Romania’s forests are in trouble – and Greenpeace and other environmental NGOs have implored the Romanian government to save them. The initiative is racing to map forested areas in a national database to ensure federal protection status. The practice of logging has devastated the woodlands in the last decade, but it is not too late for the unspoiled wilderness that still remains.
The national database that will track the expansive forests is predicted to go online within the next six months. Eight sections of Romania’s forests are set to become UNESCO world heritage sites next year and several others are eligible, which will further protect the area and invite more reverent hiking enthusiasts to the area, instead of loggers. Valentin Salageanu, the Greenpeace forest campaign coordinator for Central and Eastern Europe, estimated about half of the 250,000 hectares of woodlands has been destroyed since 2005. He told Reuters, “Many of them were destroyed in the last 10 years … partially as a result of both illegal and poorly executed legal logging.”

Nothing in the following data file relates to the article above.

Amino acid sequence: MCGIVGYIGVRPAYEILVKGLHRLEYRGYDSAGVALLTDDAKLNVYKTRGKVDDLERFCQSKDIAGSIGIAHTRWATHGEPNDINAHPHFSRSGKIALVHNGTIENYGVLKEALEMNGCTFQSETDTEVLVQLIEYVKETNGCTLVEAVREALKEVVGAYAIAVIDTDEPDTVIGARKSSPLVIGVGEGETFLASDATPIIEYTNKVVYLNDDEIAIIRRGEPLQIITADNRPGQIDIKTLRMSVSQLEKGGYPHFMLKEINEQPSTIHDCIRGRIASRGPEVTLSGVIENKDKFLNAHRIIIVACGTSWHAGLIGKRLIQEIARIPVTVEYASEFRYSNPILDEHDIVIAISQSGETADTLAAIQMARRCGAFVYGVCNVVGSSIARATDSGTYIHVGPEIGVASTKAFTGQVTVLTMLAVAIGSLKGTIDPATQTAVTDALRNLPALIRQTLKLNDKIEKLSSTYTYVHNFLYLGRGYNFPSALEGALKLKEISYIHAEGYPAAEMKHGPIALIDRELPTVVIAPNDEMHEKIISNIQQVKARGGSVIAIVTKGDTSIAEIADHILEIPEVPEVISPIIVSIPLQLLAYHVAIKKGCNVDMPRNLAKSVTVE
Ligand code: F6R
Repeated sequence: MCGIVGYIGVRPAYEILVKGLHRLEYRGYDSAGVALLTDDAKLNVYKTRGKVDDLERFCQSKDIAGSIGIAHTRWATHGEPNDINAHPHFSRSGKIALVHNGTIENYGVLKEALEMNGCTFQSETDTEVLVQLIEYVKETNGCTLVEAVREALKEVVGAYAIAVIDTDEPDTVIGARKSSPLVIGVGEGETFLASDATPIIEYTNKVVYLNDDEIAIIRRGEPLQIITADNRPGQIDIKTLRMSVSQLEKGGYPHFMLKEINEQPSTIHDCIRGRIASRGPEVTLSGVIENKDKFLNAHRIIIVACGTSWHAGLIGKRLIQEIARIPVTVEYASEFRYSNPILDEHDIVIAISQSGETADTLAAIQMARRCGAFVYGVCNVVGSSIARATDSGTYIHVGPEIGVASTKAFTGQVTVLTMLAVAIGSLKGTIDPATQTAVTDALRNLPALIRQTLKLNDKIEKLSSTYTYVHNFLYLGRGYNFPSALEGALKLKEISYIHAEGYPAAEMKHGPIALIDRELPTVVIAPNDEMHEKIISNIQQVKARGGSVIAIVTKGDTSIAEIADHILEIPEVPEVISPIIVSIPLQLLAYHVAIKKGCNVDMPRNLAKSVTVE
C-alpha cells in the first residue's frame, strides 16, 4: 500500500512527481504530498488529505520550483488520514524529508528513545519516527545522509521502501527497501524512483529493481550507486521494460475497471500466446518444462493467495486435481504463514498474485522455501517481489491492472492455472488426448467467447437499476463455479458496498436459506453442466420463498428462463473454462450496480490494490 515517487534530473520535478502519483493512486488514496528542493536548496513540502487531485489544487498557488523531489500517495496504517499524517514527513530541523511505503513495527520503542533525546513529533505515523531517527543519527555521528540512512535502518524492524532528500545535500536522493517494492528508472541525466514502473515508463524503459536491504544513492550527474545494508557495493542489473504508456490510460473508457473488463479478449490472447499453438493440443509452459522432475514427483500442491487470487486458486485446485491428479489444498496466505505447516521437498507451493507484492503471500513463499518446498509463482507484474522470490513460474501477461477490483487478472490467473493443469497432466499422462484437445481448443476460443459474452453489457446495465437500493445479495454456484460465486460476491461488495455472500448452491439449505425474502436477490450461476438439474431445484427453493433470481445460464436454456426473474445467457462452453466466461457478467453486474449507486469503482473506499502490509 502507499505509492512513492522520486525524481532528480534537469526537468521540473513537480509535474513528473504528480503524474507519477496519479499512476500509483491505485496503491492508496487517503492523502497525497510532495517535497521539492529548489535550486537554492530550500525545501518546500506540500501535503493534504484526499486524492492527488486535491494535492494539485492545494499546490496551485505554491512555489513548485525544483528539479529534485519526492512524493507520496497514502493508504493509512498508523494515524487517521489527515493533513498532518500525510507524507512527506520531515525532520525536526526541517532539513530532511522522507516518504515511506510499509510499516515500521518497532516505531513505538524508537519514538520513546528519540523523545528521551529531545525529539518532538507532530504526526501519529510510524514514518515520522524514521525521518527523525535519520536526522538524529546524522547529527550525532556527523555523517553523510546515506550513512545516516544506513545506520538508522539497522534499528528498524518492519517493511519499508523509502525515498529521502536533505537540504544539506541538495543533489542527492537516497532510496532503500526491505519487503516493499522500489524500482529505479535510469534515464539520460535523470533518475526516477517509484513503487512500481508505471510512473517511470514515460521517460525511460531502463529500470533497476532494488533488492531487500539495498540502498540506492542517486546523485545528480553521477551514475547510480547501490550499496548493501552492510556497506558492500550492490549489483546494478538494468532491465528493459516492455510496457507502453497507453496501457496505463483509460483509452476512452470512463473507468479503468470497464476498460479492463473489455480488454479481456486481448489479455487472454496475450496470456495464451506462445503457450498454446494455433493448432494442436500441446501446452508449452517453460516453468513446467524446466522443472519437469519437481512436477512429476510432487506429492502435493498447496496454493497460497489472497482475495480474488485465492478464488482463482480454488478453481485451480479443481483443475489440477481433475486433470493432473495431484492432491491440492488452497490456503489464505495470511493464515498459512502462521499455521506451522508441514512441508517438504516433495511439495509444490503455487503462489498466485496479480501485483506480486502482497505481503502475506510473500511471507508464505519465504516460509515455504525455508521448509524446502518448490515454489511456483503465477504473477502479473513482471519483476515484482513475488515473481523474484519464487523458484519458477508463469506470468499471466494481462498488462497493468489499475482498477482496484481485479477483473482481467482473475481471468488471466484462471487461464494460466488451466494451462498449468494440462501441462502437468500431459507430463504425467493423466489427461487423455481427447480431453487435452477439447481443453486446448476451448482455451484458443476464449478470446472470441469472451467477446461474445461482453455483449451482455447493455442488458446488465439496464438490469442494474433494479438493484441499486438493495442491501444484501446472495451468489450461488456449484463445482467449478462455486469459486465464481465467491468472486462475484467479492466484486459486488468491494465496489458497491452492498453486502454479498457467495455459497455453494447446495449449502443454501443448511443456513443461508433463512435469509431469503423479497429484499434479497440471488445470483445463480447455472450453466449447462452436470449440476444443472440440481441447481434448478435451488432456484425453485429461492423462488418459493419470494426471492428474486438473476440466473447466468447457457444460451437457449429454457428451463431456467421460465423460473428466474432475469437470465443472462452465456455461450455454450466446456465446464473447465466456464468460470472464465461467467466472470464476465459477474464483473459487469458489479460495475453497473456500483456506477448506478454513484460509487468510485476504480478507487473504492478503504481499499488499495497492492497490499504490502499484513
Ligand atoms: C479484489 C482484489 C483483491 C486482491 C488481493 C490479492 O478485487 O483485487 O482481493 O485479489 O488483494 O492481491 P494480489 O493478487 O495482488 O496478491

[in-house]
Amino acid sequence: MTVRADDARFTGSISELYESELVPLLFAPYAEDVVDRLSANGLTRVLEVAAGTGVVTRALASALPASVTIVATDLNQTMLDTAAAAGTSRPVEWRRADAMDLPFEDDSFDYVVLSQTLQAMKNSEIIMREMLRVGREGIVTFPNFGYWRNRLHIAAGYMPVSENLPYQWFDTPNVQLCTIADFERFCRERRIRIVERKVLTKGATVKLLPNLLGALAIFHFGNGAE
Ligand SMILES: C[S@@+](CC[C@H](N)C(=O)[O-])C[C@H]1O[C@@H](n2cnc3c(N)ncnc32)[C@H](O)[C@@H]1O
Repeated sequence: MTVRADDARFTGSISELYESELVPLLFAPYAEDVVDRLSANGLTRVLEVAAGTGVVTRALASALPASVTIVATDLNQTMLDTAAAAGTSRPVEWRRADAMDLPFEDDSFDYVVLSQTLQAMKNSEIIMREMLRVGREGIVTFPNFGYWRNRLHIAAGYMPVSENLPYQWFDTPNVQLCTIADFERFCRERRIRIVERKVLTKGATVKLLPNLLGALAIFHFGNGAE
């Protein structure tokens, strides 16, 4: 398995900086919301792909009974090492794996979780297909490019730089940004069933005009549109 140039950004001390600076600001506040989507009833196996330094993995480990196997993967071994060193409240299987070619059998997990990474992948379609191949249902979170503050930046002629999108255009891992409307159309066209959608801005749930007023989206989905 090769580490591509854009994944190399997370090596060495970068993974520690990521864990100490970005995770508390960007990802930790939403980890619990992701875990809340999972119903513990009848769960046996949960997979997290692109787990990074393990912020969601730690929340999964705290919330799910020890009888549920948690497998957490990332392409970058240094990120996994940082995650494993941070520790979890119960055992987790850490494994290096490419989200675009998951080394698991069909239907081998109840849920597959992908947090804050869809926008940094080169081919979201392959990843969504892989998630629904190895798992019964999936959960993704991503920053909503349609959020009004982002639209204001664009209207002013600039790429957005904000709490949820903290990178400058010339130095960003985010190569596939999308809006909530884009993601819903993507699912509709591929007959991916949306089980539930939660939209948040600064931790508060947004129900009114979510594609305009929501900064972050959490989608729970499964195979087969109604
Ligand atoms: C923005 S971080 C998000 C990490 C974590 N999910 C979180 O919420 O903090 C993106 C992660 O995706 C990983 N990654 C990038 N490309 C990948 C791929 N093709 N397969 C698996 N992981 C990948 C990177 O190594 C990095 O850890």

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Greenpeace has specifically demanded the Romanian Ministry to impose a moratorium on any interventions in the ancient and old-growth forests, initiate an inventory of the trees that are left, and register all 24 identified sections as official nominees for world heritage sites.
In addition to mapping the area, the country’s environment ministry has increased guard presence and enforced harsh fines for any illegal timber cutting, shipping, or trading. They have also encouraged residents to use the Forest Inspector mobile app, which allows users to track logging trucks and provides the government with invaluable on-the-ground intel.
Images via Good Free Photos, Flickr